In Python 2, the repr of built-in types like int is like <type 'int'>, whereas user-defined pure Python classes are displayed as <class 'classname'>. On Python 3 this was normalized so that built-in types are represented the same as user-defined classes (e.g. <class 'int'>.

This simply normalizes all class/type reprs to the Python 3 convention for the sake of output checking.

EXAMPLES:

sage: from sage.doctest.parsing import normalize_type_repr
sage: s = "<type 'int'>"
sage: normalize_type_repr(s)
"<class 'int'>"
sage: normalize_type_repr(repr(float))
"<class 'float'>"

This can work on multi-line output as well:

sage: s = "The desired output was <class 'int'>\n"
sage: s += "The received output was <type 'int'>"
sage: print(normalize_type_repr(s))
The desired output was <class 'int'>
The received output was <class 'int'>

And should work when types are embedded in other nested expressions:

sage: normalize_type_repr(repr([Integer, float]))
"[<class 'sage.rings.integer.Integer'>, <class 'float'>]"
sage.doctest.parsing.parse_optional_tags(string)

Returns a set consisting of the optional tags from the following set that occur in a comment on the first line of the input string.

  • ‘long time’
  • ‘not implemented’
  • ‘not tested’
  • ‘known bug’
  • ‘py2’
  • ‘py3’
  • ‘optional: PKG_NAME’ – the set will just contain ‘PKG_NAME’

EXAMPLES:

sage: from sage.doctest.parsing import parse_optional_tags
sage: parse_optional_tags("sage: magma('2 + 2')# optional: magma")
{'magma'}
sage: parse_optional_tags("sage: #optional -- mypkg")
{'mypkg'}
sage: parse_optional_tags("sage: print(1)  # parentheses are optional here")
set()
sage: parse_optional_tags("sage: print(1)  # optional")
{''}
sage: sorted(list(parse_optional_tags("sage: #optional -- foo bar, baz")))
['bar', 'foo']
sage: sorted(list(parse_optional_tags("    sage: factor(10^(10^10) + 1) # LoNg TiME, NoT TeSTED; OptioNAL -- P4cka9e")))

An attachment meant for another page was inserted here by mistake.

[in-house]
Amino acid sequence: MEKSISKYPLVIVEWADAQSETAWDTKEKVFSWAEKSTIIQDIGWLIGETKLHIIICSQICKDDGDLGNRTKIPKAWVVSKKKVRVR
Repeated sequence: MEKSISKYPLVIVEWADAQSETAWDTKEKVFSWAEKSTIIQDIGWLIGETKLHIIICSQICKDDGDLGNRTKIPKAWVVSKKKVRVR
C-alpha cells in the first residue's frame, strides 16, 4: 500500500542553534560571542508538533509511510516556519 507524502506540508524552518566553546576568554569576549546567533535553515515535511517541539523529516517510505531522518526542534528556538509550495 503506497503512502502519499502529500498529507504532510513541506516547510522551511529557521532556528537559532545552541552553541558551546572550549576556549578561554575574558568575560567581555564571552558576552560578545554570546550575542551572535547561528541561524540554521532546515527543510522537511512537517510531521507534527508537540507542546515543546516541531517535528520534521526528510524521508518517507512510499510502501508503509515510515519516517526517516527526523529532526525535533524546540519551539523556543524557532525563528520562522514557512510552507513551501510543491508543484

['long time', 'not tested', 'p4cka9e']
sage: parse_optional_tags("    sage: raise RuntimeError # known bug")
{'bug'}
sage: sorted(list(parse_optional_tags("    sage: determine_meaning_of_life() # long time, not implemented")))
['long time', 'not implemented']

We don’t parse inside strings:

sage: parse_optional_tags("    sage: print('  # long time')")
set()
sage: parse_optional_tags("    sage: print('  # long time')  # not tested")
{'not tested'}

UTF-8 works:

sage: parse_optional_tags("'ěščřžýáíéďĎ'")
set()
sage.doctest.parsing.parse_tolerance(source, want)

Returns a version of want marked up with the tolerance tags specified in source.

INPUT:

  • source – a string, the source of a doctest
  • want – a string, the desired output of the doctest

OUTPUT:

  • want if there are no tolerance tags specified; a MarkedOutput version otherwise.

EXAMPLES:

sage: from sage.doctest.parsing import parse_tolerance
sage: marked = parse_tolerance("sage: s.update(abs_tol = .0000001)", "")
sage: type(marked)
<... 'str'>
sage: marked = parse_tolerance("sage: s.update(tol = 0.1); s.rel_tol # abs tol     0.01 ", "")
sage: marked.tol
0
sage: marked.rel_tol
0
sage: marked.abs_tol
0.010000000000000000000...?
sage.doctest.parsing.pre_hash(s)

Prepends a string with its length.

EXAMPLES:

sage: from sage.doctest.parsing import pre_hash
sage: pre_hash("abc")
'3:abc'
sage.doctest.parsing.reduce_hex(fingerprints)

Return a symmetric function of the arguments as hex strings.

The arguments should be 32 character strings consisting of hex digits: 0-9 and a-f.

EXAMPLES:

sage: from sage.doctest.parsing import reduce_hex
sage: reduce_hex(["abc", "12399aedf"])
'0000000000000000000000012399a463'
sage: reduce_hex(["12399aedf","abc"])
'0000000000000000000000012399a463'
sage.doctest.parsing.remove_unicode_u(string)

Given a string, try to remove all unicode u prefixes inside.

This will help to keep the same doctest results in Python2 and Python3. The input string is typically the documentation of a method or function. This string may contain some letters u that are unicode python2 prefixes. The aim is to remove all of these u and only them.

INPUT:

  • string – either unicode or bytes (if bytes, it will be converted to unicode assuming UTF-8)

OUTPUT: unicode string

EXAMPLES:

sage: from sage.doctest.parsing import remove_unicode_u as remu
sage: remu("u'you'")
u"'you'"
sage: remu('u')
u'u'
sage: remu("[u'am', 'stram', u'gram']")
u"['am', 'stram', 'gram']"
sage: remu('[u"am", "stram", u"gram"]')
u'["am", "stram", "gram"]'

This deals correctly with nested quotes:

sage: str = '''[u"Singular's stuff", u'good']'''
sage: print(remu(str))
["Singular's stuff", 'good']